________________ CM . . . . Volume XV Number 2 . . . . September 12, 2008

cover The King Has Goat Ears.

Katarina Jovanovic. Illustrated by Philippe Béha.
Vancouver, BC: Tradewind Books, 2008.
32 pp., hardcover, $16.95.
ISBN 978-1-896580-22-7.

Subject Headings:
Secrecy-Juvenile fiction.
Self-acceptance-Juvenile fiction.

Preschool-grade 4 / Ages 3-9.

Review by Wayne Serebrin.

**** /4

Reviewed from f&g’s.


Igor was scared to share
with the people in the village
what he knew about the
king. He didn't want to tell
Miro either. But he couldn't
keep the secret about King
Boyan to himself.

So he went to a meadow, dug a deep hole in the ground and shouted down into it:

"The king has goat ears!"

Then he covered up the hole and went home.


internal art

Have you ever had a secret that you knew you shouldn't share, but the burden of keeping silent was so great you just had to let it out? This is the struggle that Igor, the young apprentice of Miro (the only barber left in the kingdom), experiences after he cuts King Boyan's hair, astutely responds to the king that his prominent, goat ears "look just fine," and, with these assuring words, wins his freedom as the first barber not permanently confined to the palace after cutting the king's hair. Released back to his village, it is not Igor's intention to betray the king's secret to his subjects. And so, in a creative turn that draws upon an ancient Serbian folktale, author Katarina Jovanovic (who now resides in Vancouver but who worked for many years in children's programming for Serbian radio) relieves Igor of the burden of his secret by having him dig a hole in a meadow, shout his secret into it, and cover up the hole again.

      Unbeknownst to Igor, it is magic that releases the king's buried secret. From the hole in the field into which Igor has shouted his secret grow long reeds that shepherds grazing their flocks turn into reed flutes. But these are no ordinary flutes! They are strange flutes that sing: "The king has goat ears! The king has goat ears!" Surely this can't be good for Igor.

      Having secured the reclusive king's confidence, Igor returns to the palace whenever the king needs a haircut. As he cuts the king's hair, he entertains the curious king with stories about life in his kingdom. The king, growing increasingly comfortable with his appearance, decides to act on Igor's suggestion that he attend the upcoming May Fair. A young boy in the crowd has purchased one of the strange, singing flutes and, just as the king's carriage drives by him on the fairgrounds, the flute begins to sing: "The king has goat ears!" "The king has goat ears!" Will the king's guards capture the boy? What will happen to Igor?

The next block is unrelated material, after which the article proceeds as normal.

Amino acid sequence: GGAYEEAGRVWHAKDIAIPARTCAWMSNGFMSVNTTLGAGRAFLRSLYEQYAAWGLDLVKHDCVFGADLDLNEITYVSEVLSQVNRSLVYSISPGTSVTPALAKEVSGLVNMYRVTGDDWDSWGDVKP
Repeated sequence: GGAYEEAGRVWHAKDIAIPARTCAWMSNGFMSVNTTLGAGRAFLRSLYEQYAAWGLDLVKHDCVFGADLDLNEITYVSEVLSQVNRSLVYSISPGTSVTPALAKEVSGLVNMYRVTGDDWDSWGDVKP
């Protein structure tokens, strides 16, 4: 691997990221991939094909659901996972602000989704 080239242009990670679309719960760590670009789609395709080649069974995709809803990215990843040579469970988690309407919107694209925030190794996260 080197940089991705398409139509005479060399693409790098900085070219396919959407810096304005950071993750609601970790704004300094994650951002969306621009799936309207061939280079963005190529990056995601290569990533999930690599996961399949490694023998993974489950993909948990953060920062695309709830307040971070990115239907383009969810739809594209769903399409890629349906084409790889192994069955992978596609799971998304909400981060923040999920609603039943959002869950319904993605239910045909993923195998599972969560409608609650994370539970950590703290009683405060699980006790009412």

Readers will have to read the story themselves to find out (although, they can take comfort in knowing that The King Has Goat Ears stays true to the folktale genre). The king undergoes a transformation and comes to appreciate a universal truth — we need to like ourselves just as we are.

      At a time when Canadian society and schools are becoming vastly more diverse, this retelling of a Serbian folktale weaves another cultural thread into the rich fabric of Canadian children's literature. The story's message of self-acceptance will contribute to family and classroom dialogue about caring about our own uniqueness as a first step to appreciating and valuing the plurality around us.

      While this is Katarina Jovanovic's first book for children, the liveliness, humour, and detail of her writing — "Miro turned as white as shaving cream and fainted dead away" — reveal her varied experiences as a writer, teacher, journalist and award-winning poet.

      The story is also told in an imaginative, active and dramatic way through the illustrations created by Moroccan-born and long-time Montreal resident Philipe Béha. A portrait of the unhappy looking king with his goat ears hidden from view opens the story, and the story closes with a portrait of the smiling king with his ears fully exposed. There is so much movement in the illustrations that, as a reader, I felt as if I were watching a stage play being performed in front of my eyes. The use of mixed media and side-views of characters are signature marks of Béha's numerous and award-winning children's books. I laughed out loud at the collage image of Igor's coiffure and the many collage eyes "glued to the page" where the king's ears are first revealed to his subjects at the May Fair. Children will delight in following the parrot that joins in the action from one illustration to the next.

      This is an ageless folktale that will joyfully engage today's young readers while offering a worthy but not heavy-handed moral.

Highly Recommended.

Wayne Serebrin is a professor of Language and Literacy and Early Years Education in the Faculty of Education, the University of Manitoba, Winnipeg, MB.

To comment on this title or this review, send mail to cm@umanitoba.ca.

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